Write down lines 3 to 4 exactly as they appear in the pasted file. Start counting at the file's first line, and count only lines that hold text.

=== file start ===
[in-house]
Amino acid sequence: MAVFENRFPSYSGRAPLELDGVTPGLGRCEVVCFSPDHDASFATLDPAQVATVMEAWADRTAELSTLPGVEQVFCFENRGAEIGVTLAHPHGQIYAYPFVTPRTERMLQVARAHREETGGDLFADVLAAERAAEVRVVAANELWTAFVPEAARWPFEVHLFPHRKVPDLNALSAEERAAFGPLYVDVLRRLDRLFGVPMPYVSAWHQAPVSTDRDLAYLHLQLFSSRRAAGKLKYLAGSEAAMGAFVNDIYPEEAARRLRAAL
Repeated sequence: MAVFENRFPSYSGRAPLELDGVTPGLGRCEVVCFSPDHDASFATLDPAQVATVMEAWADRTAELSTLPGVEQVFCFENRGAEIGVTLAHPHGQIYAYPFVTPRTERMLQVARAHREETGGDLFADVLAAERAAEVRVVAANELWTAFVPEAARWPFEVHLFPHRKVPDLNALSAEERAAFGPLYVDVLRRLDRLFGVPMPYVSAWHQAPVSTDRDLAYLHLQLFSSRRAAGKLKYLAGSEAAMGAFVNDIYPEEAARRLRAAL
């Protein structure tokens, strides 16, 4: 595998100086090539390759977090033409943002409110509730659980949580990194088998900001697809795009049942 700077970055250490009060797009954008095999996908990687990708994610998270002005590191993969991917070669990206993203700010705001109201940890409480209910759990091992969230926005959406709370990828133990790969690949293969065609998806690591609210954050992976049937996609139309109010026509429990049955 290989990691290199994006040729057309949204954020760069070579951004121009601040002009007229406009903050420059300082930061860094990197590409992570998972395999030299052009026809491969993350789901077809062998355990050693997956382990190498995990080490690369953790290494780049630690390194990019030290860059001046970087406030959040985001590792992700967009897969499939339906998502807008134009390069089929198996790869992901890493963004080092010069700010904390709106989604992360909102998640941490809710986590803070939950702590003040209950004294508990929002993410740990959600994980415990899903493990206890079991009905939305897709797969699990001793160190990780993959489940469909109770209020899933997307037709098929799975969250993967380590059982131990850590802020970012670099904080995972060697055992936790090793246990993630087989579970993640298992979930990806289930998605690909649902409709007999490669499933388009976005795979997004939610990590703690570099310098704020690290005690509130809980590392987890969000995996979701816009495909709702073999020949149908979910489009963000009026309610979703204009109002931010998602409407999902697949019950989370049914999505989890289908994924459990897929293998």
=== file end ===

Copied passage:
Repeated sequence: MAVFENRFPSYSGRAPLELDGVTPGLGRCEVVCFSPDHDASFATLDPAQVATVMEAWADRTAELSTLPGVEQVFCFENRGAEIGVTLAHPHGQIYAYPFVTPRTERMLQVARAHREETGGDLFADVLAAERAAEVRVVAANELWTAFVPEAARWPFEVHLFPHRKVPDLNALSAEERAAFGPLYVDVLRRLDRLFGVPMPYVSAWHQAPVSTDRDLAYLHLQLFSSRRAAGKLKYLAGSEAAMGAFVNDIYPEEAARRLRAAL
């Protein structure tokens, strides 16, 4: 595998100086090539390759977090033409943002409110509730659980949580990194088998900001697809795009049942 700077970055250490009060797009954008095999996908990687990708994610998270002005590191993969991917070669990206993203700010705001109201940890409480209910759990091992969230926005959406709370990828133990790969690949293969065609998806690591609210954050992976049937996609139309109010026509429990049955 290989990691290199994006040729057309949204954020760069070579951004121009601040002009007229406009903050420059300082930061860094990197590409992570998972395999030299052009026809491969993350789901077809062998355990050693997956382990190498995990080490690369953790290494780049630690390194990019030290860059001046970087406030959040985001590792992700967009897969499939339906998502807008134009390069089929198996790869992901890493963004080092010069700010904390709106989604992360909102998640941490809710986590803070939950702590003040209950004294508990929002993410740990959600994980415990899903493990206890079991009905939305897709797969699990001793160190990780993959489940469909109770209020899933997307037709098929799975969250993967380590059982131990850590802020970012670099904080995972060697055992936790090793246990993630087989579970993640298992979930990806289930998605690909649902409709007999490669499933388009976005795979997004939610990590703690570099310098704020690290005690509130809980590392987890969000995996979701816009495909709702073999020949149908979910489009963000009026309610979703204009109002931010998602409407999902697949019950989370049914999505989890289908994924459990897929293998």